It is projected that in 2014–2020 Poland will receive a total of 350 billion zloty in EU funds for developing infrastructure, including 67 billion zloty for developing railway infrastructure, 107 billion for road infrastructure, 10 billion for sea ports and 157 million for investments in airports. The value of the investment program of the Polish energy sector until 2020 is 100 billion zloty, including 50 billion allocated for the construction of the first Polish nuclear power plant. 10 billion zloty will also be spent within the Operational Program Digital Poland. The above amounts indicate that the perspective of the next four years is very attractive both to the Polish contractors’ sector and to the foreign companies interested in entering the Polish market. Entities to be awarded contracts for modernization and construction of Polish infrastructure will be selected in tenders held under the Public Procurement Law. This act will be amended considerably in July in respect of applying for the award of contracts. It is worth looking at the most important of these amendments.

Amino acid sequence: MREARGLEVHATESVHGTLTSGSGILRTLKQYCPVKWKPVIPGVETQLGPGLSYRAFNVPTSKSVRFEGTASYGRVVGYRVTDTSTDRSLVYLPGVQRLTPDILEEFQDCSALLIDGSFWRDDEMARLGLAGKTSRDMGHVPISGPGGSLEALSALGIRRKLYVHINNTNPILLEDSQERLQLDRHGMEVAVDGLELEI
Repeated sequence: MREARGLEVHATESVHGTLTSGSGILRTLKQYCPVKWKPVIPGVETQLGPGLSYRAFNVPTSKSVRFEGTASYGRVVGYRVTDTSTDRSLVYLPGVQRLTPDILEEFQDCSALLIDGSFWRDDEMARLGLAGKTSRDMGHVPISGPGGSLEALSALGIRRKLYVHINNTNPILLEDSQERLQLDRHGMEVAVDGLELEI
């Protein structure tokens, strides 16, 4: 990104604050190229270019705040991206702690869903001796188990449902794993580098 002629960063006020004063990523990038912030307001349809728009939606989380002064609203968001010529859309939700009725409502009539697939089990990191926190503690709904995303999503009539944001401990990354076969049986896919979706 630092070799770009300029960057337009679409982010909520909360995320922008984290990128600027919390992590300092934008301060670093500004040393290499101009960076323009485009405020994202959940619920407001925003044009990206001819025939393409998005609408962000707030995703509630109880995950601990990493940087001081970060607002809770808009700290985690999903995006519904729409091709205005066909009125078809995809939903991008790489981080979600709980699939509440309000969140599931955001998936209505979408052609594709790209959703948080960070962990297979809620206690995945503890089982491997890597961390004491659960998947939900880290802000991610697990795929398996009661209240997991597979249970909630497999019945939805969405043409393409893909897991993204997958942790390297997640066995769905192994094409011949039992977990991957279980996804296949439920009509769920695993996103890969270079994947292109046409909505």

The Public Procurement Law amendments are mainly due to the necessity to implement EU directives 2014/24/EU and 2014/25/EU regarding award of contracts to the Polish legal order. However, the Polish legislature decided to introduce several of its own solutions to improve the effective spending of public funds by ensuring selection of the best economic offer, and not the cheapest one. Over the years the contracting authorities have too often used the lowest price award criteria as the only and decisive criteria in awarding public contracts. Consequently public entities would frequently procure the cheapest, but also the worst quality products/construction works. Another problem the Polish market was facing, was the very limited opportunities to modify a public contract once it was concluded, despite the fact that on many occasions such a modification was required. In such circumstances, on many occasions the contracting entities would acquire products that were already outdated from the time when the tender was announced, or would face court cases for payment of extra remuneration to construction contractors, who were forced to carry out additional construction works outside the scope of a lump sum contract. Lastly, one of the major problems was the very formal tender stage procedure, where the smallest mistake could exclude a contractor, despite it being a reputable market player. The recent changes aim to solve these problems. The future will show whether they are successful.

ESPD (European Single Procurement Document) – making the procedure less formal